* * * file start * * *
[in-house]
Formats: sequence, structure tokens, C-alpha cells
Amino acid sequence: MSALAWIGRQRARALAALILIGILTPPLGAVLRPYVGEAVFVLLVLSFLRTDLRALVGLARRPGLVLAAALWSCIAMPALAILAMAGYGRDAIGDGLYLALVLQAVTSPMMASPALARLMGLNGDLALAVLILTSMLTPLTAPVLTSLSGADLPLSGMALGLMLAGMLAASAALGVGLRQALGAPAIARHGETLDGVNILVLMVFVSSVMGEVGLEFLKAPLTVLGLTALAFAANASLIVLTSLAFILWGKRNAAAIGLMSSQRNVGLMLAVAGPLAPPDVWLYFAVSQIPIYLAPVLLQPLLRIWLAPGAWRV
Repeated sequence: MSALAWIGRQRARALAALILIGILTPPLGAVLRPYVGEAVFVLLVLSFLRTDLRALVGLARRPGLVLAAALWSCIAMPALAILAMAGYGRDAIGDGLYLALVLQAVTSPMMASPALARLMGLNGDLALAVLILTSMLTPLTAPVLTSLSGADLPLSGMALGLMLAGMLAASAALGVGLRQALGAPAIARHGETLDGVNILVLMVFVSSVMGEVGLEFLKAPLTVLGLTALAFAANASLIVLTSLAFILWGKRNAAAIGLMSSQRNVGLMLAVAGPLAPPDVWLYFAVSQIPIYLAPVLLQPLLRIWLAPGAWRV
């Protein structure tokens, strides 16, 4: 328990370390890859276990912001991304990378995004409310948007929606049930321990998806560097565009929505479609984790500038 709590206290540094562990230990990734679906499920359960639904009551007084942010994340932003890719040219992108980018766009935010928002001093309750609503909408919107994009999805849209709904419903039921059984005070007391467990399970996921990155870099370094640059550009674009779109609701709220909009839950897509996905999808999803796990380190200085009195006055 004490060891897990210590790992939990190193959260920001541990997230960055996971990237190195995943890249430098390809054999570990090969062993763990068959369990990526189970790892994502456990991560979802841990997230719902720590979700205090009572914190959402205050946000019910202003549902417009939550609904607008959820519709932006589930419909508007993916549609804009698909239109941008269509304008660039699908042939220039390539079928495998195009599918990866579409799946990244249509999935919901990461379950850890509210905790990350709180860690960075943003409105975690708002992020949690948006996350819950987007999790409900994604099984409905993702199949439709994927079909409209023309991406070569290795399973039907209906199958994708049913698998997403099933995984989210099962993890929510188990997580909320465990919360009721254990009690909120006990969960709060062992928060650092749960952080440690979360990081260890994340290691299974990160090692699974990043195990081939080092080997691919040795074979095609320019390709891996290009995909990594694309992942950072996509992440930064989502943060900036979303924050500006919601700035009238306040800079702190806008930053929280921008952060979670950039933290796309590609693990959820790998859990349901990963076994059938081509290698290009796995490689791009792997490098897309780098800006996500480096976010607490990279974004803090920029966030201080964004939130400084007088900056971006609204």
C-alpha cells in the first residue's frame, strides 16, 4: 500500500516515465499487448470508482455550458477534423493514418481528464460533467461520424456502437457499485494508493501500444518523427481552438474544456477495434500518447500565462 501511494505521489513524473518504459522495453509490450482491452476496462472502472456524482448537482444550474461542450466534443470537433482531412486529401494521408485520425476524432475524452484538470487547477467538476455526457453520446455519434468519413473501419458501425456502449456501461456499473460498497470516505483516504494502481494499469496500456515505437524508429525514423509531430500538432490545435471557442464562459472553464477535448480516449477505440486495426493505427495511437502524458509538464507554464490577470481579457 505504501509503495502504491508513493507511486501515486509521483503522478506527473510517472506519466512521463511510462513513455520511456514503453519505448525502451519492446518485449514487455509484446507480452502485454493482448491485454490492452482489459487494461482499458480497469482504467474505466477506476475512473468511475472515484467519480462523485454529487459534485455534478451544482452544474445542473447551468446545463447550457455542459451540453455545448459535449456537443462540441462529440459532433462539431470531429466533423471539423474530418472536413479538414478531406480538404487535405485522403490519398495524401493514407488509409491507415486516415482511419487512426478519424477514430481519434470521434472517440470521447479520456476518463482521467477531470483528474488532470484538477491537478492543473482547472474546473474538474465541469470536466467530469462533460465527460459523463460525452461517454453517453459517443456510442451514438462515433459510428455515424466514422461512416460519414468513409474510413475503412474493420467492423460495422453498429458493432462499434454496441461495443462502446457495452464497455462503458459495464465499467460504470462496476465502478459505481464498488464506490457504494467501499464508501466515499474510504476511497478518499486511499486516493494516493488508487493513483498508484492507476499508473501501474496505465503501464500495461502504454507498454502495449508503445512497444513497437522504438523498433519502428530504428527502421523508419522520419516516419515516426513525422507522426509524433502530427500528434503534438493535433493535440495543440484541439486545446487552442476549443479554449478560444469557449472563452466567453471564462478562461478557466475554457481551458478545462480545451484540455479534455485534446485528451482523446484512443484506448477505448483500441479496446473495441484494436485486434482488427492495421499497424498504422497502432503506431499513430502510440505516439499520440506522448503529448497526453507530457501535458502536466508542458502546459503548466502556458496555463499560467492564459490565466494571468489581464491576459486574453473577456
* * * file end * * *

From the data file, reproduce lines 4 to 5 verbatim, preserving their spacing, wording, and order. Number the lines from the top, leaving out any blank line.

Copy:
Repeated sequence: MSALAWIGRQRARALAALILIGILTPPLGAVLRPYVGEAVFVLLVLSFLRTDLRALVGLARRPGLVLAAALWSCIAMPALAILAMAGYGRDAIGDGLYLALVLQAVTSPMMASPALARLMGLNGDLALAVLILTSMLTPLTAPVLTSLSGADLPLSGMALGLMLAGMLAASAALGVGLRQALGAPAIARHGETLDGVNILVLMVFVSSVMGEVGLEFLKAPLTVLGLTALAFAANASLIVLTSLAFILWGKRNAAAIGLMSSQRNVGLMLAVAGPLAPPDVWLYFAVSQIPIYLAPVLLQPLLRIWLAPGAWRV
């Protein structure tokens, strides 16, 4: 328990370390890859276990912001991304990378995004409310948007929606049930321990998806560097565009929505479609984790500038 709590206290540094562990230990990734679906499920359960639904009551007084942010994340932003890719040219992108980018766009935010928002001093309750609503909408919107994009999805849209709904419903039921059984005070007391467990399970996921990155870099370094640059550009674009779109609701709220909009839950897509996905999808999803796990380190200085009195006055 004490060891897990210590790992939990190193959260920001541990997230960055996971990237190195995943890249430098390809054999570990090969062993763990068959369990990526189970790892994502456990991560979802841990997230719902720590979700205090009572914190959402205050946000019910202003549902417009939550609904607008959820519709932006589930419909508007993916549609804009698909239109941008269509304008660039699908042939220039390539079928495998195009599918990866579409799946990244249509999935919901990461379950850890509210905790990350709180860690960075943003409105975690708002992020949690948006996350819950987007999790409900994604099984409905993702199949439709994927079909409209023309991406070569290795399973039907209906199958994708049913698998997403099933995984989210099962993890929510188990997580909320465990919360009721254990009690909120006990969960709060062992928060650092749960952080440690979360990081260890994340290691299974990160090692699974990043195990081939080092080997691919040795074979095609320019390709891996290009995909990594694309992942950072996509992440930064989502943060900036979303924050500006919601700035009238306040800079702190806008930053929280921008952060979670950039933290796309590609693990959820790998859990349901990963076994059938081509290698290009796995490689791009792997490098897309780098800006996500480096976010607490990279974004803090920029966030201080964004939130400084007088900056971006609204």